1. Larry:
      I am also a photo based artist and like you sometimes there are a few years between the photo and the making of the art. You can use 2 dates (or even 3 ) on your copyright notice on your Authentication Cert. I consider the date of the art work was finished(digital darkroom) to be the most important date, in case you want to use only one date. After all the original photo is only the start of the creative process for the photo based artist, same as it would be for the painter who works from a photo,

  55. Thank you, Jason, for both excellent blogs on the dating of artwork. For a long time, copyright law required that the date and copyright symbol be included on the work of art with the artist’s signature in order to be covered against copyright violation. Thank goodness this is no longer required; I suspect that curators/collectors simply got used to seeing it there and made their own assumptions about why it was there. In reality, my work most often dates itself, as I keep exploring, learning, and growing with each painting I do.

    Every now and then, though, I create a piece I simply can’t bear to sell. At least not yet. Right this moment, I have a couple of very strong pieces from the 1990s that are beautiful and have excellent compositions. I have enjoyed them long enough and would be fine with showing them, but they are dated on the front, so I cannot. It’s OK, because I do love them, and studio visitors love seeing work they didn’t know existed; however, I no longer date the fronts of my paintings. I sign, date, and copyright symbol the backs, which are entirely hidden by the framing. Perhaps the curators out there would be happy with that.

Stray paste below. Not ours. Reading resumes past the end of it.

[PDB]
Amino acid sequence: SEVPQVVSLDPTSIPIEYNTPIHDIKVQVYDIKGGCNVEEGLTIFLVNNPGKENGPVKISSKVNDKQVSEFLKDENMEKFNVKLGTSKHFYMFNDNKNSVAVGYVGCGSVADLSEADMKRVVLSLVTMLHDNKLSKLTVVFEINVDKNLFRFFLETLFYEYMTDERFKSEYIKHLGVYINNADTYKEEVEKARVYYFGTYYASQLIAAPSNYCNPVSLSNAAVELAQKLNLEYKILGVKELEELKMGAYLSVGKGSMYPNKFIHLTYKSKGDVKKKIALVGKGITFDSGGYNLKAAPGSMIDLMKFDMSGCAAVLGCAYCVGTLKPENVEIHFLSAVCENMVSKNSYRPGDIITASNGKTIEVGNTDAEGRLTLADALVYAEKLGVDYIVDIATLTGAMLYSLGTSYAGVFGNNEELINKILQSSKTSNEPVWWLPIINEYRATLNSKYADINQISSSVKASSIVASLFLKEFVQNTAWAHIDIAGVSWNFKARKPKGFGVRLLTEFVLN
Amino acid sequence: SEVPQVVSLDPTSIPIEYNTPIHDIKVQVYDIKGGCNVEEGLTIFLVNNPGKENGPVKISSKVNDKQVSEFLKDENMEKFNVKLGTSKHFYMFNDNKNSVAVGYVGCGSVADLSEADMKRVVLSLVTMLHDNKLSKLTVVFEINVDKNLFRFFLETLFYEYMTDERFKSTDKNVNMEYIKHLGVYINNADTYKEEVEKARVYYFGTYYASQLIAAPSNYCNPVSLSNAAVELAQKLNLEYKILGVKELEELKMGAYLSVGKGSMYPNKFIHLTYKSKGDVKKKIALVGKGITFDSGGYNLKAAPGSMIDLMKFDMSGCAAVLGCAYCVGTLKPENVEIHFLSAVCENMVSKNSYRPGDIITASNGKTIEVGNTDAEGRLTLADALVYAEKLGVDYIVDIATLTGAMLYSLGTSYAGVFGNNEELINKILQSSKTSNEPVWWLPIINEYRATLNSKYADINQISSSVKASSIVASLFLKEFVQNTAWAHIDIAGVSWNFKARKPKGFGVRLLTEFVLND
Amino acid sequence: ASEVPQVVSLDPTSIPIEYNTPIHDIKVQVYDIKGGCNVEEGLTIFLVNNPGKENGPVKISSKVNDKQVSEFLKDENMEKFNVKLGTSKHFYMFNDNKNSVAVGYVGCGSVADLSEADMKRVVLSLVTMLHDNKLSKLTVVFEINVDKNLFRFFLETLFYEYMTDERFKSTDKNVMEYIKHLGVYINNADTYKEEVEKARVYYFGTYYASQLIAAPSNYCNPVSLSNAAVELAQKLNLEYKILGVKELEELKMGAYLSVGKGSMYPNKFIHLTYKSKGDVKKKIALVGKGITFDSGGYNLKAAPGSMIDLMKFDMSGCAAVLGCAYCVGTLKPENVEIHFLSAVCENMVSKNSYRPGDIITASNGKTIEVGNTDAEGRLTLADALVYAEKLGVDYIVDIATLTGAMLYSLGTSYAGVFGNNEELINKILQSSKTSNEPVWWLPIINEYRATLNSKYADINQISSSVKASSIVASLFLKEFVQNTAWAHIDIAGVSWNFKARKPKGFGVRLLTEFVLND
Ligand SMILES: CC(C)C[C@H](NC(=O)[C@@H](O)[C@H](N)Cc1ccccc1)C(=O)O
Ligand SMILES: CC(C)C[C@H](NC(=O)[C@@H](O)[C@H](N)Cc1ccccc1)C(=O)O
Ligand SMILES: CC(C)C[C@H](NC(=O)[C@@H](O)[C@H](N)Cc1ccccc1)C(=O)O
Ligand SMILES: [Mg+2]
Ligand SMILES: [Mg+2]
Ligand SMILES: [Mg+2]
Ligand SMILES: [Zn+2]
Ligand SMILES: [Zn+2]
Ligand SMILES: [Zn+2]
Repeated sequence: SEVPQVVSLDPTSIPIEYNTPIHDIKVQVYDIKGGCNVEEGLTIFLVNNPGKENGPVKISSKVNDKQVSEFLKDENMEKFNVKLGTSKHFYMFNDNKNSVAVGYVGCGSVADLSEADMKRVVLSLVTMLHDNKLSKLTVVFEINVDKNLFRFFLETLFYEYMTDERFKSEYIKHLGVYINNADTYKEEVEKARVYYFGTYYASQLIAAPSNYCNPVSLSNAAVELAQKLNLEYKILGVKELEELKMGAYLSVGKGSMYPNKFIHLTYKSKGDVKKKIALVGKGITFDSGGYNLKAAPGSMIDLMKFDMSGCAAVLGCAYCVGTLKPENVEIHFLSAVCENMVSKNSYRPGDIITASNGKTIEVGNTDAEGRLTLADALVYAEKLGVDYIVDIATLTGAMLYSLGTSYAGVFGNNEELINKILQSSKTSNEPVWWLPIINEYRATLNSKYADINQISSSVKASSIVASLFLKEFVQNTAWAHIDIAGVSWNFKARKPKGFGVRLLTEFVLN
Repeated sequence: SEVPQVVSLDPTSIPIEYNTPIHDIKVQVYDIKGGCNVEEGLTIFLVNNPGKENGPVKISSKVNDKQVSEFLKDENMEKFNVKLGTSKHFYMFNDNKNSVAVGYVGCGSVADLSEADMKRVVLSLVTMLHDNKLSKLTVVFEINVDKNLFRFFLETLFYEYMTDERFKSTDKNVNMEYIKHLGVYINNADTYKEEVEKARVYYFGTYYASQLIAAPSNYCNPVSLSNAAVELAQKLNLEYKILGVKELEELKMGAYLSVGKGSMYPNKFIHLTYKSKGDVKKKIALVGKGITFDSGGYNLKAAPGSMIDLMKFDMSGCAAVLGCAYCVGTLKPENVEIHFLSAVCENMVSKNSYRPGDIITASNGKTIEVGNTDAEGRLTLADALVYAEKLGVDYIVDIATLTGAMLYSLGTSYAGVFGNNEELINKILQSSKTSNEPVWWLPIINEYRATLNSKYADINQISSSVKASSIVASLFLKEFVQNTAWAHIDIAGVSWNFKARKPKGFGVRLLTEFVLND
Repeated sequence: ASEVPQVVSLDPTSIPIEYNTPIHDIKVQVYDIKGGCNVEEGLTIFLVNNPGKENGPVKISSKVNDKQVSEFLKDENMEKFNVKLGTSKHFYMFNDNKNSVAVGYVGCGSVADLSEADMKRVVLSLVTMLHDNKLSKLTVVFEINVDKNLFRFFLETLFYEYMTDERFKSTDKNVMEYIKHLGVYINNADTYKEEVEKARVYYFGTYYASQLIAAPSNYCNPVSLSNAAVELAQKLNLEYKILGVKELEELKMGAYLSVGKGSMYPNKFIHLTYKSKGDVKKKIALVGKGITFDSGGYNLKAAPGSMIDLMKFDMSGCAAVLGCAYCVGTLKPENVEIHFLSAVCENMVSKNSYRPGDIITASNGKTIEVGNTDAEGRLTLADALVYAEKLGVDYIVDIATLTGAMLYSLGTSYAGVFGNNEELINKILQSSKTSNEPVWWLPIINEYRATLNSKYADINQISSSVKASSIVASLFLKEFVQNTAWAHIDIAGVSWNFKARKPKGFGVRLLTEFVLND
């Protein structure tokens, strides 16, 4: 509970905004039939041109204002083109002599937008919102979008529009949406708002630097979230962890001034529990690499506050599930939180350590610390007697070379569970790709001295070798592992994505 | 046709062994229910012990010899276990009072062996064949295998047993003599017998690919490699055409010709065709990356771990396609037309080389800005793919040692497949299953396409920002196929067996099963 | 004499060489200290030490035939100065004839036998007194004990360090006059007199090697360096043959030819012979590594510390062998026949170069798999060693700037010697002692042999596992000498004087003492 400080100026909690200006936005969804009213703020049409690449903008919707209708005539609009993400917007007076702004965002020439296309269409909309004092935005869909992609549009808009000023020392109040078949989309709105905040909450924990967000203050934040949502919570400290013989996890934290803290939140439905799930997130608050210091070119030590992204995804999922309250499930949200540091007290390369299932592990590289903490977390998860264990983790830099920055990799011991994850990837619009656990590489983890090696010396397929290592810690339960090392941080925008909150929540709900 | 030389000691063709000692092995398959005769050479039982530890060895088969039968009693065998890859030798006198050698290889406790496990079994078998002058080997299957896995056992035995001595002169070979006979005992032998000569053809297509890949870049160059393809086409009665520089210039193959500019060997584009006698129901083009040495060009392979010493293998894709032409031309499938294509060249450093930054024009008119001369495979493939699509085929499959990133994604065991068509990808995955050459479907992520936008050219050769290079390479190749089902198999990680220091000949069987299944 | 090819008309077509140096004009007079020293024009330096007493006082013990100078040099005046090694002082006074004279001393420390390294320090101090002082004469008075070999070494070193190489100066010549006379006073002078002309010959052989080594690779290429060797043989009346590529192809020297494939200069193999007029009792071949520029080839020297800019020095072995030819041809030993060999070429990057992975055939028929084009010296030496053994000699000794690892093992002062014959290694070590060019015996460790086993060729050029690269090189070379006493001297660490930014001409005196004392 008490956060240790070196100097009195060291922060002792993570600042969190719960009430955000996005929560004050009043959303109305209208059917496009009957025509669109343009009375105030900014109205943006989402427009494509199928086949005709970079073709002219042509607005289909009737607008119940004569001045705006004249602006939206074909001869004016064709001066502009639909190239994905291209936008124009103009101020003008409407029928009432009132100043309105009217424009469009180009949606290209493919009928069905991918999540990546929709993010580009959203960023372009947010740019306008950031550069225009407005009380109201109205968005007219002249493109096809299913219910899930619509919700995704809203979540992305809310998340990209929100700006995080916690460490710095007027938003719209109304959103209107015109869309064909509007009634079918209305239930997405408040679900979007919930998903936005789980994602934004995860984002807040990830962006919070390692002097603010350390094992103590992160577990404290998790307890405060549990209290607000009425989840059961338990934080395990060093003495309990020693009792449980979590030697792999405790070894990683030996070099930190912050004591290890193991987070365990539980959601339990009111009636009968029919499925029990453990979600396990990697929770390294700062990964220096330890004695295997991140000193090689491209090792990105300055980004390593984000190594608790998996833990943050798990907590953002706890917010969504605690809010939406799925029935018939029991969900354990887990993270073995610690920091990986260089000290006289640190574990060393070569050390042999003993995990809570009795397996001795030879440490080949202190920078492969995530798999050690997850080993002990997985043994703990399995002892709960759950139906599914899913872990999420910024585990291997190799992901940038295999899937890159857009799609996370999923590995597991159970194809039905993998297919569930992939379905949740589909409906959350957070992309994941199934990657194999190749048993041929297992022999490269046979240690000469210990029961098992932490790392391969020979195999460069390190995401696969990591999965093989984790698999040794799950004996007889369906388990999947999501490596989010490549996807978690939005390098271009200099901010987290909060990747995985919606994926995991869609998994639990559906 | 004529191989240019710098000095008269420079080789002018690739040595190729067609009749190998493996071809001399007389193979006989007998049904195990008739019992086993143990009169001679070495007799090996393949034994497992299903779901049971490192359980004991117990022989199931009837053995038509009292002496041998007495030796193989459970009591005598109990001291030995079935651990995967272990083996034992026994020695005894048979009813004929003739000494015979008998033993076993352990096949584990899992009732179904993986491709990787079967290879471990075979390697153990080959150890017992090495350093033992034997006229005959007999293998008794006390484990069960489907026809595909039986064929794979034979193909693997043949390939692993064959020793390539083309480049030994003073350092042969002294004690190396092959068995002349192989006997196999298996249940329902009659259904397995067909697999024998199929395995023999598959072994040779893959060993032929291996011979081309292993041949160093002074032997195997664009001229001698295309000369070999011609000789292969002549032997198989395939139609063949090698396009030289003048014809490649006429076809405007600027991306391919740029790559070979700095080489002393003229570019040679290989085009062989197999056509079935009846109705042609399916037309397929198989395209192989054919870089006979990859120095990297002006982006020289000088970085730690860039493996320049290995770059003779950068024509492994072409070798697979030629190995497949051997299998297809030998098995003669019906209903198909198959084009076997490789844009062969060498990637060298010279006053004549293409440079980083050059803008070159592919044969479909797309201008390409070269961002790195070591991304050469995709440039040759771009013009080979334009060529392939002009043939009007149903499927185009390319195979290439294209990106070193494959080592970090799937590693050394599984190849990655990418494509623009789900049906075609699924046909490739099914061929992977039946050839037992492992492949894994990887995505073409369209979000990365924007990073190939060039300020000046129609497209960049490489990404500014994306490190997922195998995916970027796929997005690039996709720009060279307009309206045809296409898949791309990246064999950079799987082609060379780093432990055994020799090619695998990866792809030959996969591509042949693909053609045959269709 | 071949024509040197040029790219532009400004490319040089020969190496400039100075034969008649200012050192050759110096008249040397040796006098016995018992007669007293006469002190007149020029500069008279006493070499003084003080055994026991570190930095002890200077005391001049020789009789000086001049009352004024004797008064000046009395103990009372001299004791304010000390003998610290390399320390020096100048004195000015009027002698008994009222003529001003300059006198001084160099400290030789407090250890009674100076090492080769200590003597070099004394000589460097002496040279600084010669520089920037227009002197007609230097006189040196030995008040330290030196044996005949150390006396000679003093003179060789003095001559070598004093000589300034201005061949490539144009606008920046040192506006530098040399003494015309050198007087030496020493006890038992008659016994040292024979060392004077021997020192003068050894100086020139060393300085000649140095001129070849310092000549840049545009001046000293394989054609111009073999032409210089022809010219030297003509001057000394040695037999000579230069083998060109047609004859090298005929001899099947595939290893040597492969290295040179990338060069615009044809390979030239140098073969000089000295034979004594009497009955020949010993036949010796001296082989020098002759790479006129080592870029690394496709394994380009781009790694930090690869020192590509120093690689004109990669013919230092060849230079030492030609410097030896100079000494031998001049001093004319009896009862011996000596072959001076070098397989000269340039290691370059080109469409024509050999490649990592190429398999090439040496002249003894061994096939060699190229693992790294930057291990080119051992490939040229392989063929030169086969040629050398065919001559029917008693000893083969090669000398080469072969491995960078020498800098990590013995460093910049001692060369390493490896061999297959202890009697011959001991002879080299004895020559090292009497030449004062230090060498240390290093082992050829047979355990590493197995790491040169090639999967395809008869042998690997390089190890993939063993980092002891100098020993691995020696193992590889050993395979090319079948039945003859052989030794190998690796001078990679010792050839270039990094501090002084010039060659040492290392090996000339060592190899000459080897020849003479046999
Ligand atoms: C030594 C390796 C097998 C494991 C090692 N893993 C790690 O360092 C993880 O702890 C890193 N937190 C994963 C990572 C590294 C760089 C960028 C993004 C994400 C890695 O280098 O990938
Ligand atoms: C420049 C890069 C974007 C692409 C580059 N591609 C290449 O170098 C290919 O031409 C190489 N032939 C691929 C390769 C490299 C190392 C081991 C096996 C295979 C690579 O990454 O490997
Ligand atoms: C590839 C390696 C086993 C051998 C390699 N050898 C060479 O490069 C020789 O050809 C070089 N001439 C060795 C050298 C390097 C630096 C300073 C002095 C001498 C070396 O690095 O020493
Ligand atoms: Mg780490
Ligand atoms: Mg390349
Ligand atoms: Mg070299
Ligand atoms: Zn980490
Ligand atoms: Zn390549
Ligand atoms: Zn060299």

Whether they are or not, art is communication. Who am I communicating with if excellent paintings cannot be hung where people can see them for so inconsequential a reason as a date?

  56. So, when is a painting “finished”? I have the annoying habit of “reworking” older paintings as my skills improve. I may revisit works from 2008 or earlier and “update” them. I believe that the pieces are enhanced, at least according to my standards. I have always said that a painting is never finished until it is hanging on a collector’s wall out of my reach. Furthermore, if someone wants a “recent” work rather than an older work, can I add a few more enhancing brushstrokes and say that “the painting was finished in 2016”? I believe that many of the masters revisited their paintings over decades in many instances.

      1. I agree with Dia and Theresa. I often find myself working again on a painting I first felt was ‘finished’ only to decide one, two, three months or more later that I finally see what has been bothering me about the piece. So back it goes onto the easel. Then I have to take new photos, etc. Still, I will re-date in my own records, not on the piece itself.

  57. I like both sides but when I date my artworks I focus only on my feelings, If I want to date It I do so If not I dont

  58. I always date my artwork. The dates indicate what frame of mind I was in at that time of my life. As I always try to put my heart into my art, it is important for me to remember how I was emotionally while I was creating that piece of artwork. The dating documents my life’s journey. I will always date.